Discover the Delicious Taste of Saveloy: A Traditional British Sausage Worth Trying Out Today

Posted by

The saveloy is a vibrant red, highly seasoned sausage that is usually boiled and often found in fish and chip shops across Britain. In some cases, it’s served fried in batter, adding a crispy texture to its already savory flavor.

Related posts

The term “saveloy” is believed to come from Middle French “cervelas” or “servelat,” which stems from Old Italian “cervella” meaning “pig’s brains.” The first recorded use of this word in English dates back to 1784. In Italy, “cervellato” is still used to describe a sausage, though it’s generally longer and thinner than its British counterpart.

While saveloys were once made from pork brains, modern recipes use a blend of pork (58%), water, rusk, pork fat, potato starch, salt, emulsifiers (tetrasodium diphosphate, disodium diphosphate), white pepper, spices, dried sage, preservatives (sodium nitrite, potassium nitrate), and a beef collagen casing.

Saveloys are often eaten with chips, making them a staple in the traditional fish-and-chip shop scene. In the northeast of England, they are sometimes enjoyed in a “saveloy dip” sandwich, where the bread roll is dipped in the water used to boil the saveloy, or in gravy, then filled with stuffing, pease pudding, and a touch of English mustard. Outside of the northeast, saveloys are commonly served alongside chips in fish and chip shops throughout England and Wales.

The saveloy has also found a home in Australia and New Zealand, where it’s often deep-fried in batter, earning it the nickname “battered sav.” In Australia, the saveloy is usually a blend of beef and pork, while in New Zealand, it’s typically a combination of lamb, pork, and beef. These sausages are a common sight in fish-and-chip shops, and can also be bought in supermarkets for simmering at home.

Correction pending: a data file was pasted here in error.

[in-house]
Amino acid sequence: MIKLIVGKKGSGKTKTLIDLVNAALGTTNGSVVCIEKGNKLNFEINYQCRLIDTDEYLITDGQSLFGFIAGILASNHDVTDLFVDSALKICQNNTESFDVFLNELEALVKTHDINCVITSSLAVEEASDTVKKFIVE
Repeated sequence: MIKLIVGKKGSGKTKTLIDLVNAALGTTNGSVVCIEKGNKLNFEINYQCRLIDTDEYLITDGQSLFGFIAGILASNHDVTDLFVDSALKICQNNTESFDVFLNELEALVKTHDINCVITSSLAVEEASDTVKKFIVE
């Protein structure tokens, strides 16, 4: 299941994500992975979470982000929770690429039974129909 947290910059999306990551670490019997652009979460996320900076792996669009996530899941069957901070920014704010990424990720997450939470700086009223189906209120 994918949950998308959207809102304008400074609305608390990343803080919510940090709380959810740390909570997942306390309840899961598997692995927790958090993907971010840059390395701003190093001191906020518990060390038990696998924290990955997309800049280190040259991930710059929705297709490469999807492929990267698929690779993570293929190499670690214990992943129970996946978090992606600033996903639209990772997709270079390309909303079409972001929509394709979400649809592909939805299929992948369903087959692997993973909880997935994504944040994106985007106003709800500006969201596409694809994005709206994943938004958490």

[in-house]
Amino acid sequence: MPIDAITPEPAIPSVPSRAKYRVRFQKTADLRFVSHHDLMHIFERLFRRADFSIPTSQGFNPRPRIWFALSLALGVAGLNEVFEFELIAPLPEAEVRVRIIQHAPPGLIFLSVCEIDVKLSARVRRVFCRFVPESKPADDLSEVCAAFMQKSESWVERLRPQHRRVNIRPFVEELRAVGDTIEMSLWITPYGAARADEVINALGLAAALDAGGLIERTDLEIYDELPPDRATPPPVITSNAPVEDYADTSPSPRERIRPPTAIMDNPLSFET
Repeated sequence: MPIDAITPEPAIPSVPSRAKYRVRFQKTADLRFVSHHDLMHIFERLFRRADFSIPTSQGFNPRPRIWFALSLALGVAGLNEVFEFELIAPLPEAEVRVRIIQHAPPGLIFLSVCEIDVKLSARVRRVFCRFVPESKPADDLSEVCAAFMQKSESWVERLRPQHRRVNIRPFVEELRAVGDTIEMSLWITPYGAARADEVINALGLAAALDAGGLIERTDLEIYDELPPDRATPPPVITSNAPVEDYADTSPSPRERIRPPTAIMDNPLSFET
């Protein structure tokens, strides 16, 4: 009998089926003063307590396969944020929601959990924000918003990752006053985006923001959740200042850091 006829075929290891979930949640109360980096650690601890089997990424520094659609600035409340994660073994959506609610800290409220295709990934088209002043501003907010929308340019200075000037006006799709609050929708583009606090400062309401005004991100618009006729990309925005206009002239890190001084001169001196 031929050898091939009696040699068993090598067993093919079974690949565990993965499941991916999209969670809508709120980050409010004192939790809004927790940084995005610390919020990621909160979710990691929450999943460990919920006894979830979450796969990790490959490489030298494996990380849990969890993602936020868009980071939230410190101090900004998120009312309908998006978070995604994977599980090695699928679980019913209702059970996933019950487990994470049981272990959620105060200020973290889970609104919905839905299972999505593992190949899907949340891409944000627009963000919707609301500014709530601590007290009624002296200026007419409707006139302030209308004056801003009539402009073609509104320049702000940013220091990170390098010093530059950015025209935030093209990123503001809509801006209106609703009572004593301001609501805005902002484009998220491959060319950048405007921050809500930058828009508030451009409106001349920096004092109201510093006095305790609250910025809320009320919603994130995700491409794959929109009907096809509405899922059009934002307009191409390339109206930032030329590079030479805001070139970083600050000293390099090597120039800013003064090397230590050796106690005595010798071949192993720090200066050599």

The Australian variant has an interesting history. In a court case from the early 20th century, the saveloy was described as a “highly seasoned dry sausage originally made of brains, but now young pork, salted.” By the mid-century, it was more commonly defined by its size, at 19 cm (7.5 in), as opposed to a frankfurter’s 26 cm (10 in). The extra seasoning and thickness distinguish saveloys from other sausages like frankfurters.

Despite rumors that saveloys were renamed from frankfurters due to anti-German sentiment during World War I, this claim is largely apocryphal, especially in Australia.

Saveloys are the basis for the New Zealand “hot dog,” a battered-sausage-on-a-stick similar to the American corn dog. In Australia, these sausages are often called “dagwood dogs” at showgrounds, while the “pluto pup” is a pre-prepared product using frankfurters instead of saveloys.

In South Australia and Tasmania, the “sav and roll” was a popular football snack, especially at country matches. This involved a saveloy heated in a wood-fired boiler, placed in a bread roll, and generously covered with tomato sauce.

Smaller versions of saveloys, called “cocktail sausages,” are popular in Australia and New Zealand, known as “baby savs,” “footy franks,” or “cheerios.” These are common at children’s parties and are typically served with tomato sauce.

Interestingly, a type of hot dog similar to the saveloy is popular in Maine, USA, where it’s commonly referred to as a “red hot” or “red snapper.”

Share this:
Notify of

Inline Feedbacks
View all comments